The text is printed in 1.5 interval without hyphenationfont size 14 in Тimes New Roman МIСRОSOFT WORD editor. Paragraph indent - 1.25 cm with a tab. Margins on all sides by 25 mm. The material must provide an e-mailgala_umsa@ukr.net.

     
    On the last page of the text should be the first name and surname of the author, academic degree, mailing address, telephone numbers (office, home) of author, with which the editors should have contact.

    The main reasons for rejecting articles

    1. The article does not pass by technical parameters

    • In the article reveals elements that may be plagiarized or contained in articles that are currently filed in other scientific journals (reprinting an article or its parts, submitting an article to several magazines simultaneously, using texts and illustrations without permission of their rightholder). More in detail with ethical principles it is possible to familiarize on a site Elsevier;
    • The manuscript is fragmentary, incomplete, i.e. It may lack such key elements as the name, authors and their institutional affiliation, the text of the article, keywords, bibliographic list, tables, formulas, etc;
    • The level of the English language on which the article is submitted is insufficient for the possibility of its consideration by the expert council;
    • Formulas, drawings, diagrams, etc. The illustrative material is not sufficiently readable and recognizable;
    • The article does not correspond to the "Rules for Authors" of a separate magazine, to which it is submitted;
    • The links in the article are incomplete or outdated (too old).

    2. The article does not correspond to the "Objectives and tasks of the journal"

    • For example, for the magazine "Cabron" the material studied in this article may contain carbon, but should not be carbon;
    • The article deals with carbon material, but the focus of the research is on something else;
    • The article does not contain scientific novelty in the field of carbon studies.

    3. Article is incomplete

    • The article contains some observations that are not a full-fledged study;
    • The article takes into account some important research, but ignored other important studies (there is incomplete or one-sided coverage of the scientific discourse).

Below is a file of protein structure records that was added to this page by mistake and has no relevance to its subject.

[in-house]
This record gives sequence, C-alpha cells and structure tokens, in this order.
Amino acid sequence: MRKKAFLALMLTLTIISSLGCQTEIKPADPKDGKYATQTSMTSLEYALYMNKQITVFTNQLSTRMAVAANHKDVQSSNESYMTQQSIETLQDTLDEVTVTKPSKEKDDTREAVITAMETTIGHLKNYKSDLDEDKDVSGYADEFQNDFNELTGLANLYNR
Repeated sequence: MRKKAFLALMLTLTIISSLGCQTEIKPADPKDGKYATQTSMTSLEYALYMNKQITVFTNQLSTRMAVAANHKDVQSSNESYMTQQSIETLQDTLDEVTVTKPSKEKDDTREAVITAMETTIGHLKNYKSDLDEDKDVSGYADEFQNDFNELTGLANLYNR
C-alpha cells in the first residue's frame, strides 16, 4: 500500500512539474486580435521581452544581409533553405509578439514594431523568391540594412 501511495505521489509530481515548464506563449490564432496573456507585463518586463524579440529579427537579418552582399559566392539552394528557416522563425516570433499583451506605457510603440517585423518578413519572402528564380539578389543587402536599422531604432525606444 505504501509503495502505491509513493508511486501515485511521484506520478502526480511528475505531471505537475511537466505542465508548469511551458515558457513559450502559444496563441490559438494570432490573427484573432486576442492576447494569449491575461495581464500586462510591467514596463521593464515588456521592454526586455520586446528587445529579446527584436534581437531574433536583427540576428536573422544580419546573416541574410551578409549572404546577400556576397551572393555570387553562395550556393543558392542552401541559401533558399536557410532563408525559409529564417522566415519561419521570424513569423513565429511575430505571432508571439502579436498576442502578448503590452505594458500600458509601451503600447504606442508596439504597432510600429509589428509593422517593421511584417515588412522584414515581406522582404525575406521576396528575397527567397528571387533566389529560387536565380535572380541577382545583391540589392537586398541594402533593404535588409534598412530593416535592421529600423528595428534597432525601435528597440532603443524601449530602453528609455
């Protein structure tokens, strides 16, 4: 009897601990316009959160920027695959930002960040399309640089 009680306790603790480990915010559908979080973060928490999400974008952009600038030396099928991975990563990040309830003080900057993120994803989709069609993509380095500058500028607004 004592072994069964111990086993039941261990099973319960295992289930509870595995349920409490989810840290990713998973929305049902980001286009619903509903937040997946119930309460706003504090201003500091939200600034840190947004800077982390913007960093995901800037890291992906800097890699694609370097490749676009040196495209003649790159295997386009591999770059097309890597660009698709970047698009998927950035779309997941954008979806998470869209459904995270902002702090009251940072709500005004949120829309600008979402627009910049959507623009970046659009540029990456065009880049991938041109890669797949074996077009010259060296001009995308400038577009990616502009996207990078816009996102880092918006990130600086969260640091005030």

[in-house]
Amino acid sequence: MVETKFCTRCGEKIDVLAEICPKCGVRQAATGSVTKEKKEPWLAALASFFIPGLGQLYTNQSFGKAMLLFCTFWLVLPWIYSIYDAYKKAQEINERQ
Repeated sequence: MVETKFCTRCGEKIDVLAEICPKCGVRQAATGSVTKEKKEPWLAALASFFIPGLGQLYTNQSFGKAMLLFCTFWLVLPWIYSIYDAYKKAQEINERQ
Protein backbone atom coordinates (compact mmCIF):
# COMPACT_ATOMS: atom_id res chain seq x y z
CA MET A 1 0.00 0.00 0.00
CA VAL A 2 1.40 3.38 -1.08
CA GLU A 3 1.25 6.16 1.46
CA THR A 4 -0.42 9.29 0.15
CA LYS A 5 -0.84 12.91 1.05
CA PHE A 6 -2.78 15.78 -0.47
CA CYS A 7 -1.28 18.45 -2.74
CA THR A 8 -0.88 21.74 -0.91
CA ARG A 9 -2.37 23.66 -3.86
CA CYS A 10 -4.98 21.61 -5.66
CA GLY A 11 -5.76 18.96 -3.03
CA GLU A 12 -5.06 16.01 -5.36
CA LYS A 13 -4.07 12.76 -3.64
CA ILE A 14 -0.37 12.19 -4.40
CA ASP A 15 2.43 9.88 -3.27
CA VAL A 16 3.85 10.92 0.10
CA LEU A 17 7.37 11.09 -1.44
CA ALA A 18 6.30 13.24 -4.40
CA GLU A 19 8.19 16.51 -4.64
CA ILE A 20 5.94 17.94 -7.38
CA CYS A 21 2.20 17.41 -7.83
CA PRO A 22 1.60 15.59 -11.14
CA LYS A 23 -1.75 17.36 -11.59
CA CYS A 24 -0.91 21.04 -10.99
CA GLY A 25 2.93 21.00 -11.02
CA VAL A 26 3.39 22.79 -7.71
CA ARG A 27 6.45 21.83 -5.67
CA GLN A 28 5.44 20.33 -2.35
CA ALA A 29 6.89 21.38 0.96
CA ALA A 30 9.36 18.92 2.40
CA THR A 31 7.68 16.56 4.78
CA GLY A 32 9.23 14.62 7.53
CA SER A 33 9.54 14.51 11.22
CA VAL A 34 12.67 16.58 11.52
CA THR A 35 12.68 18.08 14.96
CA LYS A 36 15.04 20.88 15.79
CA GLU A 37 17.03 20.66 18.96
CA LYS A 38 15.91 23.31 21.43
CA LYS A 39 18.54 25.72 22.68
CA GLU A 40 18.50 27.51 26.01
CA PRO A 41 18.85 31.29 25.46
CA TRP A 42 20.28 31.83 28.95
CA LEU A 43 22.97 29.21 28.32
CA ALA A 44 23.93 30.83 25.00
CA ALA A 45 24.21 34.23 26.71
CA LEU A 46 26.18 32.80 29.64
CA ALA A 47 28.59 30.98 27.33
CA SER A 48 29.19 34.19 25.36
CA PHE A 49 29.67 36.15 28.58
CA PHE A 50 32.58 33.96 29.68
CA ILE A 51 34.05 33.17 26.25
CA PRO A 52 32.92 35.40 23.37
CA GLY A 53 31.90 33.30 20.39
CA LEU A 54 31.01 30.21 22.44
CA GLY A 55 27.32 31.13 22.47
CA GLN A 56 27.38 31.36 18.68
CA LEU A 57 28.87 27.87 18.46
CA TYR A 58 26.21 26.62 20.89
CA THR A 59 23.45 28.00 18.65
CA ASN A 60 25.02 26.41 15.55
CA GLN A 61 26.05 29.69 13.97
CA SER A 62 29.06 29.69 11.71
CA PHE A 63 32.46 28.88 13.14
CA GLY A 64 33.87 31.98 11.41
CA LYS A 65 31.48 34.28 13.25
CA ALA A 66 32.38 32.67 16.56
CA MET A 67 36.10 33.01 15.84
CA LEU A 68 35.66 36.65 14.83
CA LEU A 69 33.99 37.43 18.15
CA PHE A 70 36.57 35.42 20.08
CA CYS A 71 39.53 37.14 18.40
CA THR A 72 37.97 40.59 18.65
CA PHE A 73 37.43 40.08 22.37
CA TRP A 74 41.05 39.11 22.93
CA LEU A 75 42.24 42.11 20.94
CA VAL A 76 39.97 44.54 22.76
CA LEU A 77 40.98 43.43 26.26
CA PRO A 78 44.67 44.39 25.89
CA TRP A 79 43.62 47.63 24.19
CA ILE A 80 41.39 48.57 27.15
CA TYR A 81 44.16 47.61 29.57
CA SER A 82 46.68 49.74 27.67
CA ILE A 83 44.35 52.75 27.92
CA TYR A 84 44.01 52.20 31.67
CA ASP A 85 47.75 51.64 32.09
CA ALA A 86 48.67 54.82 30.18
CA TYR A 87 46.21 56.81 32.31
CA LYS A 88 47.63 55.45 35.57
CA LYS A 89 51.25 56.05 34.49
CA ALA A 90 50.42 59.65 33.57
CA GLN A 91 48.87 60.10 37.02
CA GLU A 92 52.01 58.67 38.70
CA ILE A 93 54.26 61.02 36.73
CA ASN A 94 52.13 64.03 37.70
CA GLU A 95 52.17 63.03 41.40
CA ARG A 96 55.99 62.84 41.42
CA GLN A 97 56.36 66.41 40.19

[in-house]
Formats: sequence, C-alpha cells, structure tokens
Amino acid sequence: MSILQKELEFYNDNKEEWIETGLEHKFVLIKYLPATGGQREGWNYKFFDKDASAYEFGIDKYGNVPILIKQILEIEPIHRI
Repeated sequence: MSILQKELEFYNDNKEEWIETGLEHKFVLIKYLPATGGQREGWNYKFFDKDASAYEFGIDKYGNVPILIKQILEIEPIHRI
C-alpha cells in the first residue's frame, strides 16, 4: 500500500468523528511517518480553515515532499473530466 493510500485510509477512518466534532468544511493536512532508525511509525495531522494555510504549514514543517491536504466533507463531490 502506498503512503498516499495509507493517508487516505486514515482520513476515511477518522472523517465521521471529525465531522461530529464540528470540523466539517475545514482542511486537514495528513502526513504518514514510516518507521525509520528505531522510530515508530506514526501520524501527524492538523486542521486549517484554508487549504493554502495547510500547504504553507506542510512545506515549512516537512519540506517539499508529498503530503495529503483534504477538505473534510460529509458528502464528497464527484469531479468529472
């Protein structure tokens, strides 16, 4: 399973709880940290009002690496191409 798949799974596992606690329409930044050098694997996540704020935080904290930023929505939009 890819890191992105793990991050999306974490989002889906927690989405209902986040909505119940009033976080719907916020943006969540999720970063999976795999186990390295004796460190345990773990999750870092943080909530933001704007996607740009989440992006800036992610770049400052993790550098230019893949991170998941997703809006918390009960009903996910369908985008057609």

4. Research methods are unsatisfactory

    • In the article there is no clear group of subjects under study, there are no clear parameters for their comparison;
    • The methods of research do not correspond to the generally accepted scientific methods and procedures (these procedures can not be repeated, and the results of research obtained by non-standard methods can not be verified);
    • The analysis does not have sufficient statistical justification or is carried out outside the norms and rules that are universally recognized in a particular scientific field.

    5. Conclusions are not substantiated in the text of the article

    • Arguments are illogical, unstructured or erroneous;
    • The data do not confirm or justify the conclusions;
    • Conclusions ignore a significant array of scientific literature on the topic of the article.

    6. The text of the article on the basis of another work by the author

    • The text of the article is an expanded version of other works or scientific reports of the author or his co-authors, and the results of the research are secondary, not contributing any contribution to the development of the scientific field;
    • The work is clearly part of a larger study, divided into the maximum possible number of separate articles for scientific journals.

    7. The article is incomprehensible

    • The language of the article, its structure, illustrations, calculations, formulas and other elements are so insignificant that they can not be evaluated in the scientific community. Even English speakers may need help.

    8. The article is boring

    • Article irrelevant, clearly "archival" or "statistical" nature, marginal in relation to the scientific field;
    • The problems of the article, as well as the questions that are put and actualized in it, are not of interest to a particular scientific sphere or scientific community;
    • The study is not capable of provoking interest in the readers of the scientific journal.

    More information about the requirements for scientific articles you will find on article submission page from Elseiver, which contains step-by-step instructions and additional explanations.